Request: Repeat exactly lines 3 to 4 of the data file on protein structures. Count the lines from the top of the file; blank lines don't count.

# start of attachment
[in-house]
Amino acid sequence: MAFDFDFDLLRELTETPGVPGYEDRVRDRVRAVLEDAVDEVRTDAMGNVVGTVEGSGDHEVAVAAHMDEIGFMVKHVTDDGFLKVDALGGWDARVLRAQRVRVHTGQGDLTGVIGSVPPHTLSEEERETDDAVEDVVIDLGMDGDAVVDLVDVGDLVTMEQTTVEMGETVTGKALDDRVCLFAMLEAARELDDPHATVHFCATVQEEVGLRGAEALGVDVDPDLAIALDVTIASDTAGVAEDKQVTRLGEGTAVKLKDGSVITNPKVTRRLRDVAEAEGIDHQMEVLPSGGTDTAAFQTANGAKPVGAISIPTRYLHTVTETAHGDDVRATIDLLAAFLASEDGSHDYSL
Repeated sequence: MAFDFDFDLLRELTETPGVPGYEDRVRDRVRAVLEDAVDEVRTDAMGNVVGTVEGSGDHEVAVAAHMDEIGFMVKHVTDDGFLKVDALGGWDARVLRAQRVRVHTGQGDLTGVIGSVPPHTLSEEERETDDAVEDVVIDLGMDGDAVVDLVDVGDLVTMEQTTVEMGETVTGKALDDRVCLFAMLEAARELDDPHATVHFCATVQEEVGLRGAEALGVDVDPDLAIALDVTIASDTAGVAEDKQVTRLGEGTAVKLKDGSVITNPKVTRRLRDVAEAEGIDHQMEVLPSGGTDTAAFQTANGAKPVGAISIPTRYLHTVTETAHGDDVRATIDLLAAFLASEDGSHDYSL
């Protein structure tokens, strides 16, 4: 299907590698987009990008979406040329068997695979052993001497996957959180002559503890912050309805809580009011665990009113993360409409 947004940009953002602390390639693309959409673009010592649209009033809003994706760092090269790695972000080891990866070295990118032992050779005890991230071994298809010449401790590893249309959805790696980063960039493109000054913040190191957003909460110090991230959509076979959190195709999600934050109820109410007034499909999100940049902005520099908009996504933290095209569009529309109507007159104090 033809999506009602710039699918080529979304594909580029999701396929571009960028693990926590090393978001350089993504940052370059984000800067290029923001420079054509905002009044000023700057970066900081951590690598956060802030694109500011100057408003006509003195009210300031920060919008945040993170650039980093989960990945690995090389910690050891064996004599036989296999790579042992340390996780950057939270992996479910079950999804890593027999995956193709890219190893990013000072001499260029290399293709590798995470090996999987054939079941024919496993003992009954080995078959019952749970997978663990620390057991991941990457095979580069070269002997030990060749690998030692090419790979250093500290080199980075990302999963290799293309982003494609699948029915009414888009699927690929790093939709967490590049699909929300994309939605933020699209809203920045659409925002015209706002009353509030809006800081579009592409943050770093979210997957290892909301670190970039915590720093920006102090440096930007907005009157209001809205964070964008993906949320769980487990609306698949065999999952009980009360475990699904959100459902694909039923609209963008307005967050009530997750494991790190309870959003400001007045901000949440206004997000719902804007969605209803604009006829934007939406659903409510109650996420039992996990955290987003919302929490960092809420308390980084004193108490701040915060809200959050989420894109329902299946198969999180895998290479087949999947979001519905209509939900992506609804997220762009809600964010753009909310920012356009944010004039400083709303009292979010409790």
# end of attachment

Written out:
Repeated sequence: MAFDFDFDLLRELTETPGVPGYEDRVRDRVRAVLEDAVDEVRTDAMGNVVGTVEGSGDHEVAVAAHMDEIGFMVKHVTDDGFLKVDALGGWDARVLRAQRVRVHTGQGDLTGVIGSVPPHTLSEEERETDDAVEDVVIDLGMDGDAVVDLVDVGDLVTMEQTTVEMGETVTGKALDDRVCLFAMLEAARELDDPHATVHFCATVQEEVGLRGAEALGVDVDPDLAIALDVTIASDTAGVAEDKQVTRLGEGTAVKLKDGSVITNPKVTRRLRDVAEAEGIDHQMEVLPSGGTDTAAFQTANGAKPVGAISIPTRYLHTVTETAHGDDVRATIDLLAAFLASEDGSHDYSL
């Protein structure tokens, strides 16, 4: 299907590698987009990008979406040329068997695979052993001497996957959180002559503890912050309805809580009011665990009113993360409409 947004940009953002602390390639693309959409673009010592649209009033809003994706760092090269790695972000080891990866070295990118032992050779005890991230071994298809010449401790590893249309959805790696980063960039493109000054913040190191957003909460110090991230959509076979959190195709999600934050109820109410007034499909999100940049902005520099908009996504933290095209569009529309109507007159104090 033809999506009602710039699918080529979304594909580029999701396929571009960028693990926590090393978001350089993504940052370059984000800067290029923001420079054509905002009044000023700057970066900081951590690598956060802030694109500011100057408003006509003195009210300031920060919008945040993170650039980093989960990945690995090389910690050891064996004599036989296999790579042992340390996780950057939270992996479910079950999804890593027999995956193709890219190893990013000072001499260029290399293709590798995470090996999987054939079941024919496993003992009954080995078959019952749970997978663990620390057991991941990457095979580069070269002997030990060749690998030692090419790979250093500290080199980075990302999963290799293309982003494609699948029915009414888009699927690929790093939709967490590049699909929300994309939605933020699209809203920045659409925002015209706002009353509030809006800081579009592409943050770093979210997957290892909301670190970039915590720093920006102090440096930007907005009157209001809205964070964008993906949320769980487990609306698949065999999952009980009360475990699904959100459902694909039923609209963008307005967050009530997750494991790190309870959003400001007045901000949440206004997000719902804007969605209803604009006829934007939406659903409510109650996420039992996990955290987003919302929490960092809420308390980084004193108490701040915060809200959050989420894109329902299946198969999180895998290479087949999947979001519905209509939900992506609804997220762009809600964010753009909310920012356009944010004039400083709303009292979010409790």